on all orders over R1000
on all orders over R1000
On the Woodworker Sessions this week, I chat to Paul Roberts of Pretoria.
I first met Paul at the Knysna Timber Festival last year and spent a fascinating time chatting to him about his woodworking and the very productive activities of the Woodworking Association of Pretoria. Paul is a true gentlemen and is wonderfully passionate about all things woodworking. He is especially enthusiastic about sharing his knowledge with others and growing woodcraft in South Africa.
Tobias: How, why and when did you become interested in woodworking?
Paul: Both of my Grandfathers as well as my Father were involved in woodwork. In fact it must be in my genes, as my maternal Great Grandfather came out to the Cape as a ship’s carpenter, migrated to the Kimberley diamond fields and eventually became Mayor of Kimberley. We still have all of his diaries, which are of great historic interest. I still have a chest of drawers he made for his tools.
Great Grandfather's 120 year old Tool Chest
Woodwork has been an interest of mine since my school days in Worcester and Cape Town (Rondebosch Boy’s High School), when I gave up Latin to rather take woodwork! I took woodwork up to Standard 8 (Grade 10) and found that the drawing skills that I learnt, stood me in good stead for my civil engineering studies and career. I have a particular interest in cabinet making and turning.
Tobias: What aspects of your craft do you find the most and the least enjoyable?
Paul: I really enjoy planning, drawing and construction in particular. As an old-time civil engineer, my preference is to draw the plans by hand. I find that I have to relearn SketchUp each time and it does not come naturally. I enjoy “taming” the wood during preparation, particularly my Matumi (Mingerhout) which is rough sawn. Only upon planing does the grain emerge. As with most cabinet maker’s, finishing is the most tedious and least pleasurable!
Hand drawn by Paul Roberts
I find routers (either hand held or table mounted) to be essential to my woodcraft. I have also completed a number of courses with Denis Lock on router applications.
Follow this link to go to Denis Lock's website: Routing with Denis
Paul's shopmade router table setup.
Tobias: Which machines, power tools or hand tools could you not do without?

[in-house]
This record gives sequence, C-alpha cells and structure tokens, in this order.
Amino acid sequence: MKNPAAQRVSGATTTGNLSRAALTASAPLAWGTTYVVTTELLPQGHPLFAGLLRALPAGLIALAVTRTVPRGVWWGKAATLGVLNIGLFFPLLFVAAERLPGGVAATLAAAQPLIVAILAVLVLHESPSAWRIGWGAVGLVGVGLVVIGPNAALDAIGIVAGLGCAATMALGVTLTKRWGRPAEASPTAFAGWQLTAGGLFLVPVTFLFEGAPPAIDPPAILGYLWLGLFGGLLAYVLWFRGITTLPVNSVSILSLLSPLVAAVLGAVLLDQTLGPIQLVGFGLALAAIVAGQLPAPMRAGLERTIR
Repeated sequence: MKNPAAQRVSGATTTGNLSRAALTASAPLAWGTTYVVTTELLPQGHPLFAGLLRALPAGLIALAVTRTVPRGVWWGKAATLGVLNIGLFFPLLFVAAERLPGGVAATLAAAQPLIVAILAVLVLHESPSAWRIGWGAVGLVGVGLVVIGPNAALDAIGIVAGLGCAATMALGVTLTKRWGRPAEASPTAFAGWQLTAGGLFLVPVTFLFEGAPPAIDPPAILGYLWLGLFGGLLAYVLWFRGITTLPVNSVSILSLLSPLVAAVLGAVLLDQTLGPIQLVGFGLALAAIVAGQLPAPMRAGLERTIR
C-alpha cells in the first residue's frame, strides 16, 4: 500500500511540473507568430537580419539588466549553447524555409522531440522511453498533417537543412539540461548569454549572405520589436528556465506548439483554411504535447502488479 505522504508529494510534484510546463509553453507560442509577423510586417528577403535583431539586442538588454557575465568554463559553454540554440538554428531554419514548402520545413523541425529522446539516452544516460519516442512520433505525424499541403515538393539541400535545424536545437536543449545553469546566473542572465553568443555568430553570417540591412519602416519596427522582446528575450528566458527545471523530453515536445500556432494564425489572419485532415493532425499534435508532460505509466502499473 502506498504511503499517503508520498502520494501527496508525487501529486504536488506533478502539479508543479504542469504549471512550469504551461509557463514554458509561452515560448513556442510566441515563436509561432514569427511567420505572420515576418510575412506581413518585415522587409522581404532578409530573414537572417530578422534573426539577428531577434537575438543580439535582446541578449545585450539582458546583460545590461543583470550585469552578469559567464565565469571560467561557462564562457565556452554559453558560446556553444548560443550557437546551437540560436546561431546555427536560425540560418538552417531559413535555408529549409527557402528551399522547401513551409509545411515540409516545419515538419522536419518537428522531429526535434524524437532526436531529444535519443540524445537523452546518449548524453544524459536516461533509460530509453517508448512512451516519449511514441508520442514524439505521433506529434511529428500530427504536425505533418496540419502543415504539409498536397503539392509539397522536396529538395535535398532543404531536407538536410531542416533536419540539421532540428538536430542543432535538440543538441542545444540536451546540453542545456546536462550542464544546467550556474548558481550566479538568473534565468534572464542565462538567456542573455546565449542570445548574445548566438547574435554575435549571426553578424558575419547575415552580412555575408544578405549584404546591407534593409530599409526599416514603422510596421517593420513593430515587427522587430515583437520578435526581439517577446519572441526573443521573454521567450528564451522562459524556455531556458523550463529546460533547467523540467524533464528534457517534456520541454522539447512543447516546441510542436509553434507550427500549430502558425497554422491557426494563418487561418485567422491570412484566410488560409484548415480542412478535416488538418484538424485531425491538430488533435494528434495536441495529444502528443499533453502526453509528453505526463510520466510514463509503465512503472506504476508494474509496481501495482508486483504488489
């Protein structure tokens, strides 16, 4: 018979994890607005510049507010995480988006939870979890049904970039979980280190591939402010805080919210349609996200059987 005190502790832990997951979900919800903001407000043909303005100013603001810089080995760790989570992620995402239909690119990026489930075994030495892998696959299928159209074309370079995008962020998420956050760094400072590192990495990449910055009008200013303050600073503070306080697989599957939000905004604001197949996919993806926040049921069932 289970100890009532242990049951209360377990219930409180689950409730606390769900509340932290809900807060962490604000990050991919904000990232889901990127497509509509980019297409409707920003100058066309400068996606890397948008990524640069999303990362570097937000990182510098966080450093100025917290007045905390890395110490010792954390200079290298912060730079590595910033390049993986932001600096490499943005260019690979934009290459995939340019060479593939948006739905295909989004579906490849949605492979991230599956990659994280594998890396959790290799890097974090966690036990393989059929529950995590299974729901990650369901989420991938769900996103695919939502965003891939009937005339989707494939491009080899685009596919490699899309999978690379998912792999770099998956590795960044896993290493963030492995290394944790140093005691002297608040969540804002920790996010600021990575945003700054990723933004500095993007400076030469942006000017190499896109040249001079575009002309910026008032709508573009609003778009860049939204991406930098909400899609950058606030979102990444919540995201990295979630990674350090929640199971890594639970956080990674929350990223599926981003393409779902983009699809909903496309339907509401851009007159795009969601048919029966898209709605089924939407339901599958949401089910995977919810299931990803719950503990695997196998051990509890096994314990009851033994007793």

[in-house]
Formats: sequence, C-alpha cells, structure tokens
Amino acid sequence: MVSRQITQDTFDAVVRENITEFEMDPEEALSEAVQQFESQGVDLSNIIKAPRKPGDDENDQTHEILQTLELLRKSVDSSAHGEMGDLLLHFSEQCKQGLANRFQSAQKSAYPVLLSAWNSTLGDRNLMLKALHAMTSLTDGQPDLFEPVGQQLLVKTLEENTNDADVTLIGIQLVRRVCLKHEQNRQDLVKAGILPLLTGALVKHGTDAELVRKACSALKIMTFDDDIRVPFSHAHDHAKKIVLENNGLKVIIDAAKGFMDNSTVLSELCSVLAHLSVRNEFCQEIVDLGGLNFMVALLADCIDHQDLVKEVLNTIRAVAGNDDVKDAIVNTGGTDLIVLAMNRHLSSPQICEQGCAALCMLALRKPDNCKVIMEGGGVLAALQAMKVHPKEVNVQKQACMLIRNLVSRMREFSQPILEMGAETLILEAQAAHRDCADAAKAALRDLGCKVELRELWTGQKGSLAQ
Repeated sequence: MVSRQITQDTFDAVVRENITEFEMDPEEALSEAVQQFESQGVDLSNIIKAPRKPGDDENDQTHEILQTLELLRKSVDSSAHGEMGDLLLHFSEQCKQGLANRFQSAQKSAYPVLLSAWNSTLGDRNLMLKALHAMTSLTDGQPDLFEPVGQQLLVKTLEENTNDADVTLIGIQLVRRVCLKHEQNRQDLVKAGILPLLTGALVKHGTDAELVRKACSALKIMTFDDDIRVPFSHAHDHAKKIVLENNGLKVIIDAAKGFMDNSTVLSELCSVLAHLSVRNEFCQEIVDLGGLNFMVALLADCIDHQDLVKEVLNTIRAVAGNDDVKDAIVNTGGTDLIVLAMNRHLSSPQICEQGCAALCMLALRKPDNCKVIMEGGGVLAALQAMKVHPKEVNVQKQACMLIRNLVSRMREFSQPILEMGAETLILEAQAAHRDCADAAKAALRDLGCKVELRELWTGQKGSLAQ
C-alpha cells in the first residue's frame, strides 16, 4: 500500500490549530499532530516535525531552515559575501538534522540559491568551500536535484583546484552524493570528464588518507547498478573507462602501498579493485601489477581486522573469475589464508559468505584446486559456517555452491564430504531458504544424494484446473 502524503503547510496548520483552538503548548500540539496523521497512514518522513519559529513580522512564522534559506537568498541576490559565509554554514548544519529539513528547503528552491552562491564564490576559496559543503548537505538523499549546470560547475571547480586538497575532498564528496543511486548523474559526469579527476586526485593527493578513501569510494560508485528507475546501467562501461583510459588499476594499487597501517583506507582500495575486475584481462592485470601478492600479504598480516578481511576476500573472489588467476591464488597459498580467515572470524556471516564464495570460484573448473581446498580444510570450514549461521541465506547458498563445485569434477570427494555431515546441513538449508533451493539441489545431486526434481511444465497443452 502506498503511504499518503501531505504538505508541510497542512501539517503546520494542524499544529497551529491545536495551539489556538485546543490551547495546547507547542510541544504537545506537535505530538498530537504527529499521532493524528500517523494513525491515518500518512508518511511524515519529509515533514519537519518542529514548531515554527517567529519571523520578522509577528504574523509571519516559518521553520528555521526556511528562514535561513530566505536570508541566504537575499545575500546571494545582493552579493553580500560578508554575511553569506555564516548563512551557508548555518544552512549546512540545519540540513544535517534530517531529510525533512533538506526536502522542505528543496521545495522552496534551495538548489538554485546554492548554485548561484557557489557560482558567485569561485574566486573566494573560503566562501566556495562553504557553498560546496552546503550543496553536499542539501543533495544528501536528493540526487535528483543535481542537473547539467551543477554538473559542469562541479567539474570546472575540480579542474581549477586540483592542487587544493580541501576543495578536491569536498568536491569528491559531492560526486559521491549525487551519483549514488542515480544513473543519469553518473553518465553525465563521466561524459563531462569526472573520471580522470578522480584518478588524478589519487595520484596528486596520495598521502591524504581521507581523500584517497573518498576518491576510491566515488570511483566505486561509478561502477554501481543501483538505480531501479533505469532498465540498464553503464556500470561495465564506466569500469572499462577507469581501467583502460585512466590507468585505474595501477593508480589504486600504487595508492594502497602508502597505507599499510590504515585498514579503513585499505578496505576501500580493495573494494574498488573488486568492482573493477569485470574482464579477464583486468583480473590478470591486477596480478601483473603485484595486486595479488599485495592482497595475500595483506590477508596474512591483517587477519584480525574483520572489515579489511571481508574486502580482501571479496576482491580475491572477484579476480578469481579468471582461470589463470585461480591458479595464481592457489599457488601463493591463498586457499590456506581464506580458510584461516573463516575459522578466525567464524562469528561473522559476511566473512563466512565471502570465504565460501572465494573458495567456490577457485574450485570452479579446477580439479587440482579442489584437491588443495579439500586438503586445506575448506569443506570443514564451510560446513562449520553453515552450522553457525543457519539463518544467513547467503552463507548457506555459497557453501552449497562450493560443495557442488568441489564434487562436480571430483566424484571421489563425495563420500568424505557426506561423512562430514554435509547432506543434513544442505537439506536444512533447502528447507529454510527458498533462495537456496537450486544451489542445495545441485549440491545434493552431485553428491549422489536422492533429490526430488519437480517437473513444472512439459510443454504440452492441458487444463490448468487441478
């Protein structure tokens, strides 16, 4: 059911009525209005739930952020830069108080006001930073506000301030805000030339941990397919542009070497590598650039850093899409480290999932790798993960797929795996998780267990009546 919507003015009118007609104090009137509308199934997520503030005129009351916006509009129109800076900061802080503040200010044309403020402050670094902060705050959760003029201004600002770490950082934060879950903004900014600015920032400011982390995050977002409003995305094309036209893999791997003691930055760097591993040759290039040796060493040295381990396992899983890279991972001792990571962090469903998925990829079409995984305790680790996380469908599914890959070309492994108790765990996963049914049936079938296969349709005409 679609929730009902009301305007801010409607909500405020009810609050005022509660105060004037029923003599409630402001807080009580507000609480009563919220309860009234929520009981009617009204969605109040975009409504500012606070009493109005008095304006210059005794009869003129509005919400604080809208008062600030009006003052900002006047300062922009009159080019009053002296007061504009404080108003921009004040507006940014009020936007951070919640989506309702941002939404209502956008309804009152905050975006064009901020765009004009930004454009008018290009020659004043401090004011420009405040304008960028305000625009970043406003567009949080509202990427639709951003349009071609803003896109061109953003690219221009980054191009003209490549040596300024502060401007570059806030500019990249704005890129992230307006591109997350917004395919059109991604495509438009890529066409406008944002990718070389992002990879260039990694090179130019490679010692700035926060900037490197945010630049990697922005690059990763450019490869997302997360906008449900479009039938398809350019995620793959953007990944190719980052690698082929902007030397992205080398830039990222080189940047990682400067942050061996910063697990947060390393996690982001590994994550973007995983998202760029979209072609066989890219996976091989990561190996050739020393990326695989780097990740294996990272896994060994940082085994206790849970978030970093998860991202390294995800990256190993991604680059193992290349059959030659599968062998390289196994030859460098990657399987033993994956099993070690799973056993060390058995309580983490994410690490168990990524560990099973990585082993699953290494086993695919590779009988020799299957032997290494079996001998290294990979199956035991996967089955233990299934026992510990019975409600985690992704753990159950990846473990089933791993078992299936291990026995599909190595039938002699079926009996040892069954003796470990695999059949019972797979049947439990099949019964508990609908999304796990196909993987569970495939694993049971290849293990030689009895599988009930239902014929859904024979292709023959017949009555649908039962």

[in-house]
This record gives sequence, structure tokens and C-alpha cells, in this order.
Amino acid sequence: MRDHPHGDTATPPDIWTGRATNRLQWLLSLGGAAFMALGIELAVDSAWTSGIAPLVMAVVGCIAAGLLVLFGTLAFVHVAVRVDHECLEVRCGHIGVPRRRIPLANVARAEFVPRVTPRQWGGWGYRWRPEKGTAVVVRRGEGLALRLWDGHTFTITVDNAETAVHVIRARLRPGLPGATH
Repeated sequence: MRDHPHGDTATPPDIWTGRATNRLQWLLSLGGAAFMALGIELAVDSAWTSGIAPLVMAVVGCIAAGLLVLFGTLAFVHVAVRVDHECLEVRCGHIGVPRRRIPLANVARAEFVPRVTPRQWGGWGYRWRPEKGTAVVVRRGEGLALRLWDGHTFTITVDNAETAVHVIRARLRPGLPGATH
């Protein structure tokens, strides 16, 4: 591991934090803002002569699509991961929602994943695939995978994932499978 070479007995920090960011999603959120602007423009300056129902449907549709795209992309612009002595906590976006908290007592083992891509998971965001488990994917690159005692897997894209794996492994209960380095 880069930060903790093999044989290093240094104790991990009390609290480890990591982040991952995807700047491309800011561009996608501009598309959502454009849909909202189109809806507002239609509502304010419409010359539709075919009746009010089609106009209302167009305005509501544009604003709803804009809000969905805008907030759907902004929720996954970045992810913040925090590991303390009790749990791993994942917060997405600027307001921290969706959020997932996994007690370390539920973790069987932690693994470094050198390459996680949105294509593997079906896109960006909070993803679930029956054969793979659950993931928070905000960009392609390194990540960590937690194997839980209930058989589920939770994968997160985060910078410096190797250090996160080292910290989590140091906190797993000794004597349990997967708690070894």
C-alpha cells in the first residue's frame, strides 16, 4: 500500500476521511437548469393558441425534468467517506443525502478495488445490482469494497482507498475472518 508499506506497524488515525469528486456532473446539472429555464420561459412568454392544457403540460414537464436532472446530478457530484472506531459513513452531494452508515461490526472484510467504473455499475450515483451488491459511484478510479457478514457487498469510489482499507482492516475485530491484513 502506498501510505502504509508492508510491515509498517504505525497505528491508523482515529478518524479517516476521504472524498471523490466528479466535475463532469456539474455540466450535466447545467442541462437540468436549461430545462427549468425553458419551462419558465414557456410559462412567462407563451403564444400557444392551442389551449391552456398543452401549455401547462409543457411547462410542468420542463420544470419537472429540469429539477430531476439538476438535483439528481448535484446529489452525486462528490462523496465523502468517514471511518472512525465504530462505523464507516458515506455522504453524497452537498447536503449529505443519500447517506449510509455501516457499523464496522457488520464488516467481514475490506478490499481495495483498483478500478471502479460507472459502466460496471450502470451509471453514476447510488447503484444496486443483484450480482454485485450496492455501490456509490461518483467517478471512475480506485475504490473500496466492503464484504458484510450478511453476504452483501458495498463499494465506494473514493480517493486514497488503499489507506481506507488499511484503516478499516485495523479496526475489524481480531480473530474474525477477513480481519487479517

Tobias: What was the first piece you ever made, what is your favourite piece and what is the next piece you wish to build?
School project in Std. 8 in 1954: All work done by hand- no routing!
The wood is Philippine Mahogany and it has a varnish finish
School project in Std. 8 in 1954: Combined bedside cabinet and bookcase.
Construction included secret lapped dovetails.
The timber is Burmese Teak with a wax finish.
Paul: I am currently busy with several projects:
Tobias: What are your favourite timbers to work with, what timbers do you avoid and why?
Paul: I like to work with indigenous woods when feasible, but often have to resort to imported timber such as oak, walnut, poplar. During the 1970’s I was on construction on the Blyderivierspoort Dam and managed to obtain some Matumi (Mingerhout). I am still using it today. It is pleasant to work with and has an oily feel.
The tree is now a protected species. I was also presented with some ironwood from Knysna when I retired from the former Department of Water Affairs and Forestry. My son and I made a coffee table (heavy!) from it. The ironwood needs really sharp blades for machining!
Tobias: What is your standard finishing process for your pieces?
Paul: I use a variety of finishes depending on the item.
Balustrading at our holiday home in Knysna made from White Oak. I turned the newel posts, routed the top and bottom rails and had the balusters copy turned.
Staircase and handrail in Knysna. I turned and made all components
Tobias: If you could add another discipline to your woodworking arsenal, what would it be?
Paul: I am taking up wood carving for the embellishment of cabinets such as the Lowboy Group Project.